Charley's breath stopped. He felt his face flush, and a strange weakness came on him. There before him stood Kathleen.
She was in her night-gown, and she stood still, as though listening; yet, as Charley looked closer, he realised that it was an unconscious, passive listening, and that she did not know he was there.
Her mind only was listening. She was asleep. Was it possible that his very presence in the house had touched some old note of memory, which, automatically responding, had carried her from her bed in this somnambulistic trance? That subtle telegraphy between our subconscious selves which we cannot reduce to a law, yet alarming us at times, announced to Kathleen's mind, independent of the waking senses, the presence once familiar to this house for so many years. In her sleep she had involuntarily responded to the call of Charley's approach.
Once, in the past, the night her uncle died, she had walked in her sleep, and the memory of this flashed upon Charley now. Silently he came closer to her. The moonlight shone on her face. He could see plainly she was asleep. His position was painful and perilous. If she waked, the shock to herself would be great; if she waked and saw him, what disaster might not occur!
Yet he had no agitation now, only clearness of mind and a curious sense of confusion that he should see her en dishabille--the old fastidious sense mingling with the feeling that she was now a stranger to him, and that, waking, she would fly embarrassed from his presence, as he was ready to fly from hers. He was about to steal to the door and escape before she waked, but she turned round, moved through the doorway, and glided down the hall. He followed silently.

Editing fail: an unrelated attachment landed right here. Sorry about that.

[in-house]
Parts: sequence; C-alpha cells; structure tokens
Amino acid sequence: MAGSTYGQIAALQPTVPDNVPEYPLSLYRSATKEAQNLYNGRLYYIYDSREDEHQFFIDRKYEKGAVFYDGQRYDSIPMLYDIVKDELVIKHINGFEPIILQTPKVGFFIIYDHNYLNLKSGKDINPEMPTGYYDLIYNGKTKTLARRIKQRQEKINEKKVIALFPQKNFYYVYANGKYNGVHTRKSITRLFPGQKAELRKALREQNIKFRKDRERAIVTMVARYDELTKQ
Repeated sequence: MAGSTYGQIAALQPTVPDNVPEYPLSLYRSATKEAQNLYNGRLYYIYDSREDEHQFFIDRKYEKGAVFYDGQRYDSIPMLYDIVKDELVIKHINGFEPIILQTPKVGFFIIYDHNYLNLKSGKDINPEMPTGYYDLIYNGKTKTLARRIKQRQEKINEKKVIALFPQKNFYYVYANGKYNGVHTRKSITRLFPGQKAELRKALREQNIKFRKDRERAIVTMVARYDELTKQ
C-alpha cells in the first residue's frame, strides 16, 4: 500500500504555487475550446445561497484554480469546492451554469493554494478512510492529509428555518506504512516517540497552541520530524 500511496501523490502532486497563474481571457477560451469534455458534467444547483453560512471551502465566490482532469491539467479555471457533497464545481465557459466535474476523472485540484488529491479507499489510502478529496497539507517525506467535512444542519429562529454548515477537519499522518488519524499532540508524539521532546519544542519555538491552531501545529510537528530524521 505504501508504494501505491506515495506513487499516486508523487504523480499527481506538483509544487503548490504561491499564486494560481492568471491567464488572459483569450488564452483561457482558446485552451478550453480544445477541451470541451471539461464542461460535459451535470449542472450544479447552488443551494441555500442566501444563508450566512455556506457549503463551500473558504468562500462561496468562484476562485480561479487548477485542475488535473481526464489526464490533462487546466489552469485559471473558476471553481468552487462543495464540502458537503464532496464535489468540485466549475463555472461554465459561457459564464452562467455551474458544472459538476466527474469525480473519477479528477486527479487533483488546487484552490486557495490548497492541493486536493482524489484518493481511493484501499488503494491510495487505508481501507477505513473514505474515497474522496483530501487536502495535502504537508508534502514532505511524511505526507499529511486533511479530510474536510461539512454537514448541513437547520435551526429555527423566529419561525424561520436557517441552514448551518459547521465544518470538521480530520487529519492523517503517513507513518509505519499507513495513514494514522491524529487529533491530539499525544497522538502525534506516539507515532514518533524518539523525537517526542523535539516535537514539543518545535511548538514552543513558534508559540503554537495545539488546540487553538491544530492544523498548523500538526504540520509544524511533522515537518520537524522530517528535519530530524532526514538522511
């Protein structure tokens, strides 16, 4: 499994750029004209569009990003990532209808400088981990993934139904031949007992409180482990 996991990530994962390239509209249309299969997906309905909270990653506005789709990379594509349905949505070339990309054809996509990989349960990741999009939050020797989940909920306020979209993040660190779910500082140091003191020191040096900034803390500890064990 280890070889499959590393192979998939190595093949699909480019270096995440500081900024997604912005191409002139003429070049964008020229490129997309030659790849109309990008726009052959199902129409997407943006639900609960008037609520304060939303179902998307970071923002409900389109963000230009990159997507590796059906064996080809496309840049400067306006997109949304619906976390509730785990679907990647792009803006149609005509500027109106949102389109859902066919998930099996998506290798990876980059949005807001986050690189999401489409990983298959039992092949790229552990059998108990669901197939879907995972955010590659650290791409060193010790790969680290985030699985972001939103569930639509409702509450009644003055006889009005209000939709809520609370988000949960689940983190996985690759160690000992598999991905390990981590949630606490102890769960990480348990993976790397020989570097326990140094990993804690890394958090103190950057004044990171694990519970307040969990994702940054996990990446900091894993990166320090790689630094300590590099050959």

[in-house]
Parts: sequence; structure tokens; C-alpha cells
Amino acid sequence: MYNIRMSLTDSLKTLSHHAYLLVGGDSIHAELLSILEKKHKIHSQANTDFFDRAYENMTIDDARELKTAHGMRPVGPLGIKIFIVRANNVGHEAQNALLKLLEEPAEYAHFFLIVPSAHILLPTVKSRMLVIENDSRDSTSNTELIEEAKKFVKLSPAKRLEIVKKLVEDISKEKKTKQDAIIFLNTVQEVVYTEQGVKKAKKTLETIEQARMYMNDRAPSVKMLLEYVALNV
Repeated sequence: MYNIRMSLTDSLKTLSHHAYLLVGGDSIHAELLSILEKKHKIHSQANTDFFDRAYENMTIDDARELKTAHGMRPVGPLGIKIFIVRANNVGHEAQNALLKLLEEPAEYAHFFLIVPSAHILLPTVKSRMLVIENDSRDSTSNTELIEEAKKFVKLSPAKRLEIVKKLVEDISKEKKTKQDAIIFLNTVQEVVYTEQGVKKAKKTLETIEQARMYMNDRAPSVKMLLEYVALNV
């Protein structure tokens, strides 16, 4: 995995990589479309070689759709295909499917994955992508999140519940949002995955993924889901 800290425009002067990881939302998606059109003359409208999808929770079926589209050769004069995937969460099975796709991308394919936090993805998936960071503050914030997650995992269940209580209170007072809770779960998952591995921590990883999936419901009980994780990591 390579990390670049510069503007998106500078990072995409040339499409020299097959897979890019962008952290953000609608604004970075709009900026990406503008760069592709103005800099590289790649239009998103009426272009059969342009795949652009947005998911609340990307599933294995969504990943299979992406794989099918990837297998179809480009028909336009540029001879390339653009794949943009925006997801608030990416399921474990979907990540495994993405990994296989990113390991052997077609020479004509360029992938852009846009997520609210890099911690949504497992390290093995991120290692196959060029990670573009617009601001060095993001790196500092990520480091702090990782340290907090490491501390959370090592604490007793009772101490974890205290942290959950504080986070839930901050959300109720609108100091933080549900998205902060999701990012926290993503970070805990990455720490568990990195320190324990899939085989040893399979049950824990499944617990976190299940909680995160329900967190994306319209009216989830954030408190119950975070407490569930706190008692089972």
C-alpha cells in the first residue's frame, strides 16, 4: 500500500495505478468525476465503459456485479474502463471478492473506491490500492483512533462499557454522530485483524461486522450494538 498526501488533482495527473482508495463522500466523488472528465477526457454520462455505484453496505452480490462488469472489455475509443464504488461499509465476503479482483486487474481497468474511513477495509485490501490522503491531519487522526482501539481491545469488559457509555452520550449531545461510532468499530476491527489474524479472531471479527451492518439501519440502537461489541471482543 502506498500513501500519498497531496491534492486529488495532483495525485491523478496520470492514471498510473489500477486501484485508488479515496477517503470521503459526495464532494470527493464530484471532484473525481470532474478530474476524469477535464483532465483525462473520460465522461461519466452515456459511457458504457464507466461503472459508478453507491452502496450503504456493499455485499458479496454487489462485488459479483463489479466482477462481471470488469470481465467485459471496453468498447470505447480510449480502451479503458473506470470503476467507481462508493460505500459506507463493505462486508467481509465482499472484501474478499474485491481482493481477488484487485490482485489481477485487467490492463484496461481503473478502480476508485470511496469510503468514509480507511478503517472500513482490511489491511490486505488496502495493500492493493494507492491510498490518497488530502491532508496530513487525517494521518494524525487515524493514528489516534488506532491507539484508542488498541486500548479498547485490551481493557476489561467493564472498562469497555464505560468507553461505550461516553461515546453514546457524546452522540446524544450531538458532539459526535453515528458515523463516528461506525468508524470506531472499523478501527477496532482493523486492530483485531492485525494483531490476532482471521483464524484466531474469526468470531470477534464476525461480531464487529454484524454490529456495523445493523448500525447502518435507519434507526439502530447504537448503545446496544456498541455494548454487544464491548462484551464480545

She moved to the staircase, then slowly down it, and through a passage to a morning-room, where, opening a pair of French windows, she passed out onto the lawn. He followed, not more than a dozen paces behind her. His safety lay in getting outside, where he could easily hide among the bushes, should someone else appear and an alarm be raised.
She crossed the lawn swiftly, a white, ghostlike figure. In the middle of the lawn she stopped short once as if in doubt what to do--as a thought-reader pauses in his search for the mental scent again, ere he rushes upon the object of his search with the certainty of instinct.
Presently she moved on, going directly towards a gate that opened out on the cliff above the river. In Charley's day this gate had been often used, for it gave upon four steep wooden steps leading to a narrow shelf of rock below. From the edge of this cliff a rope-ladder dropped fifty feet to the river. For years he had used this rope-ladder to get down to his boat, and often, when they were first married, Kathleen used to come and watch him descend, and sometimes, just at the very first, would descend also. As he stole into the grounds this evening he had noticed, however, that the rope-ladder was gone, and that new steps were being built. He had also mechanically observed that the gate was open.
For an instant he watched her slowly moving towards the gate. At first he did not realise the situation. Suddenly her danger flashed upon him. Passing through the gateway, she must fall over the cliff.
Her life was in his hands.
He could rush forward swiftly and close the gate, then, raising an alarm, get away before he was seen; or--he could escape now.
What had he to do with her? A weird, painful suggestion crept into his brain: he was not responsible for her, and he was responsible for a woman up there by the hospital, whose home was the valley of the Chaudiere!